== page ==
As other commenters have pointed out, this fraud (for that's what it is) completely undermines all trust in the government's pension schemes.

    Let us keep the money, and make our own arrangements. Of course, as other commenters have also pointed out, for those of us who've paying into this Ponzi scheme for years, it's a bit late for that; the government took our money and p**ed it up against a wall, and now their reaction is "Hard Cheese".

    The State is not your friend.

    • Stuart Fairney
      Posted January 25, 2010 at 2:18 pm | Permalink

      "The State is not your friend"

      Damn straight. Your looter, your lecturer, your boss, your nanny, your dictator, the thing that stops you defending yourself and your family, but NOT your friend.

      • Mark
        Posted January 25, 2010 at 10:32 pm | Permalink

        Our enemy, in fact. Welcome to 1984. You may stay in Room 101.

  13. Norman
    Posted January 25, 2010 at 1:02 pm | Permalink

    I'm in my mid-30's and I fully expect that when I retire I will receive practically no state pension. I fear that by that time that a decent chunk of state pension payments will be means tested and, as I am saving a sizeable chunk each month into a private pension, I will not qualify. No doubt the reasoning will be that I am saving tax on my pension contributions now whereas others, less prudent, paid tax on the money they never saved into a scheme but spent. I do expect some kind of universal state pension but I don't think it will even cover my council tax.

    If I could opt out of National Insurance payments and invest the money instead in my private pension I'd do it in a heartbeat.

  14. Mark
    Posted January 25, 2010 at 1:41 pm | Permalink

    It was quite inevitable that the state would welch on pension provision for the baby boomer generation simply because they represent a demographic population bulge. Therefore, I have always sought to minimise reliance on the state pension – avoiding like the plague schemes such as SERPS etc.. What has been galling is the theft by Gordon Brown's taxation of private pension funds and savings that makes Robert Maxwell look like an amateur pickpocket.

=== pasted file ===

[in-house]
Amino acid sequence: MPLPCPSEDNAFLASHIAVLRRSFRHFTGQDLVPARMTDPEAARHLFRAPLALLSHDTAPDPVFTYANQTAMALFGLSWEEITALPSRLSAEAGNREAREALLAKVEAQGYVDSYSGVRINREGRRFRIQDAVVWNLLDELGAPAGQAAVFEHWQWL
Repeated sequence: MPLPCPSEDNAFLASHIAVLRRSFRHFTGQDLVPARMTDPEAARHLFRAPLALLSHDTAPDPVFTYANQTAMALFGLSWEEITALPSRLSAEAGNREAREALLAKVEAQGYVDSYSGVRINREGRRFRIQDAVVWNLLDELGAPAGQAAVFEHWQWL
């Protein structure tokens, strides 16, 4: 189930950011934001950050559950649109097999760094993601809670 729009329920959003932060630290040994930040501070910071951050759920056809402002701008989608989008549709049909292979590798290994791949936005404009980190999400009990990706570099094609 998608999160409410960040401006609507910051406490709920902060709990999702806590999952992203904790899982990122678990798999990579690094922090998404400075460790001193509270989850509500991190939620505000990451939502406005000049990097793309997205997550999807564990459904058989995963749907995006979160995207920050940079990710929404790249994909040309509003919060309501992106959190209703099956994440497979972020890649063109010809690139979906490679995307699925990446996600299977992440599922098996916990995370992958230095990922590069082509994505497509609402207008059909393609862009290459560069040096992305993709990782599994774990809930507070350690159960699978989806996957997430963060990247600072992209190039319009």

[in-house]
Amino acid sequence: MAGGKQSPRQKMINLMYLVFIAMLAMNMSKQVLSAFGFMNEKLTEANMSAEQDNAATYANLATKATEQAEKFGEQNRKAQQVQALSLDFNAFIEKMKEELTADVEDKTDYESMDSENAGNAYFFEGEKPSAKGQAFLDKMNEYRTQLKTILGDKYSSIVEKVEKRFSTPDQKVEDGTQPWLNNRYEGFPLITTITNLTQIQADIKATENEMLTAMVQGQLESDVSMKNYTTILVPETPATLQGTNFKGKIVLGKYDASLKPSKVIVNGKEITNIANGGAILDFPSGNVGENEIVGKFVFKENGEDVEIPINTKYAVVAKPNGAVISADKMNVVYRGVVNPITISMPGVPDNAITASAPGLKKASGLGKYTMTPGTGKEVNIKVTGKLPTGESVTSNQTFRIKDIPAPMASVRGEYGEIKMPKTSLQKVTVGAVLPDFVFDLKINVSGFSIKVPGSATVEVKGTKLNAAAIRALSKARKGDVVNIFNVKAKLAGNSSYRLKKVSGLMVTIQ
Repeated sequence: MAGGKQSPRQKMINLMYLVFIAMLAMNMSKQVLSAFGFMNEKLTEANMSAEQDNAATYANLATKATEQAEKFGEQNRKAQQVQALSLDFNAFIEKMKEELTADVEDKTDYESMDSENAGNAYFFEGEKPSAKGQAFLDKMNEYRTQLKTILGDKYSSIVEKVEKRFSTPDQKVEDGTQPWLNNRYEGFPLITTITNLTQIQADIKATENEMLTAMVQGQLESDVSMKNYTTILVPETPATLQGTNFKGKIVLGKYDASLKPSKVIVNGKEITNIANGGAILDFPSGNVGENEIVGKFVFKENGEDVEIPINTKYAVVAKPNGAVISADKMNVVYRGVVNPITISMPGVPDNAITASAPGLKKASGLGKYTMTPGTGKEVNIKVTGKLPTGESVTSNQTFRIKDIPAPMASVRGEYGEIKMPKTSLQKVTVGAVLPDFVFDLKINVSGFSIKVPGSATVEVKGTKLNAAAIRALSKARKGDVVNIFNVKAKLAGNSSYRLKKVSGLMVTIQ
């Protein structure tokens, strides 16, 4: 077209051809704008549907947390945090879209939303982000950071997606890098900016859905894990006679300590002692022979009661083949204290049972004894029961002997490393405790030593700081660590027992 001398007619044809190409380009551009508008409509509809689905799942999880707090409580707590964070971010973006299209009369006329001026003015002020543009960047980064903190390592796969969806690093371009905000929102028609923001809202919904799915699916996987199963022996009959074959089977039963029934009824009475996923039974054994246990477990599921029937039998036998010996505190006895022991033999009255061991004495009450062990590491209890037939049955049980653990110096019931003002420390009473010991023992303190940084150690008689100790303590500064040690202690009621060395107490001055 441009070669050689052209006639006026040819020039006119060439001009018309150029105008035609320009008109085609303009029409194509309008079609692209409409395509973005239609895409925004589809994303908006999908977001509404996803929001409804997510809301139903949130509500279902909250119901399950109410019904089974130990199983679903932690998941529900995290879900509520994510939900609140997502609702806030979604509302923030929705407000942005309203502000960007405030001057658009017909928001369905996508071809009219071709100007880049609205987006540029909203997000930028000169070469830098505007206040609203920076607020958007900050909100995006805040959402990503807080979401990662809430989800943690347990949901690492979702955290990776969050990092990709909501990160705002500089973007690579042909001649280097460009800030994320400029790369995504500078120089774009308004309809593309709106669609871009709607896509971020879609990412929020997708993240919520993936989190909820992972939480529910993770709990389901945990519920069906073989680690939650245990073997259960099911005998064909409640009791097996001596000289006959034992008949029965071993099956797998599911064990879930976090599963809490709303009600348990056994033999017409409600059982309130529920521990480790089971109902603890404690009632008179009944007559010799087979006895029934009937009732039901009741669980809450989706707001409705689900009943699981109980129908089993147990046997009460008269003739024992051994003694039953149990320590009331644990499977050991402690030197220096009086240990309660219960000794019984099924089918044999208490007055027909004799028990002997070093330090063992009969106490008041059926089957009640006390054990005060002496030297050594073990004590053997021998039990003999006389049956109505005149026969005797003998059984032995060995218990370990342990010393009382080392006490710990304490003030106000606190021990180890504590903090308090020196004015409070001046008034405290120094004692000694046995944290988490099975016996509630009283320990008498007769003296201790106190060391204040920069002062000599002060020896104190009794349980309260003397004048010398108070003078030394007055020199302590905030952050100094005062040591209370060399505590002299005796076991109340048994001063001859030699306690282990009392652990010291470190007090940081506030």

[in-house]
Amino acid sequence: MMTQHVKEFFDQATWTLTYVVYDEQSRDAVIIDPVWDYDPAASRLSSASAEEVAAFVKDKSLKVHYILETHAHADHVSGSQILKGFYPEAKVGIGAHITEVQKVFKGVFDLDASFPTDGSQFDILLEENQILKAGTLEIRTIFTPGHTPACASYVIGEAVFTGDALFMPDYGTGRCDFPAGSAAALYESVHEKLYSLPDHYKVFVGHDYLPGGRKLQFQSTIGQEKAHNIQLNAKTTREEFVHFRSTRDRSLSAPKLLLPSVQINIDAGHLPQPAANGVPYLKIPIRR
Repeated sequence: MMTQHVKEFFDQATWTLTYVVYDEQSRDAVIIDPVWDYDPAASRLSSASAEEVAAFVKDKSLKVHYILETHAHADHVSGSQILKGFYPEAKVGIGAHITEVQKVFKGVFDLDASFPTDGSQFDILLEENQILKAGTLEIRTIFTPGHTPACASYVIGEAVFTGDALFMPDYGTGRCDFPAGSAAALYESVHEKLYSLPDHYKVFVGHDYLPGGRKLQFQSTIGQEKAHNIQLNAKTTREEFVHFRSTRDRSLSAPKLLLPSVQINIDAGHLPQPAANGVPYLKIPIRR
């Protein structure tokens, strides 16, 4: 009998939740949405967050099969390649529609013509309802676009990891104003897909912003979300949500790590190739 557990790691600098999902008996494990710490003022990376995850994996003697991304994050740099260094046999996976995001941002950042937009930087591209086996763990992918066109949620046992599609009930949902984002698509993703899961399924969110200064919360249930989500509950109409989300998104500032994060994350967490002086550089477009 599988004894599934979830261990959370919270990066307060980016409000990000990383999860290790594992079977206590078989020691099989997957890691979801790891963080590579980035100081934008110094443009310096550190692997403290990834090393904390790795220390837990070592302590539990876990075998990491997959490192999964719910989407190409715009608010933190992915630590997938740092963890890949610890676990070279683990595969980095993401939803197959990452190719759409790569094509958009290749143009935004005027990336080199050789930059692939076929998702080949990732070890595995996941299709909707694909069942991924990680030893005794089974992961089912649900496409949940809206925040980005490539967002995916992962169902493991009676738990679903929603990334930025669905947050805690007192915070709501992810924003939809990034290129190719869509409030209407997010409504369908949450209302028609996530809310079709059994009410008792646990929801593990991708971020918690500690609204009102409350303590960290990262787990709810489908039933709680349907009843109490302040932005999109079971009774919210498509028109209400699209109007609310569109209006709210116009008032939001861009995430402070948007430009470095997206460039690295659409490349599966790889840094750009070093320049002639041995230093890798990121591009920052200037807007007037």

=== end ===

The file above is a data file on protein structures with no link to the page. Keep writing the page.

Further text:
Pension theft has taken a variety of forms over the years – in the 1970s inflation was a favoured mechanism – one I'm sure we'll be seeing take centre stage again. In the mean time, private sector pensions are being robbed by manipulation of the gilts market with artificially low yields on this compulsory investment for annuity funds. "Decent pension" looks like it will remain an oxymoron.

  15. gordon-bennett
    Posted January 25, 2010 at 1:48 pm | Permalink

    We could cut out all these decisions about compulsory retirement age by allowing individuals to decide for themselves when they wish to start their pension.

    Private pensions allow you to start your pension payout whenever you like after you reach age 50 and the longer you defer the start the higher your payout. You can therefore decide for yourself when would be the best time to start given your financial circumstances.

    The government could adjust the offer for each age from time to time according to whether the economy needed to get fewer or more people to make way for succeeding generations in the workplace.

  16. Alan Wheatley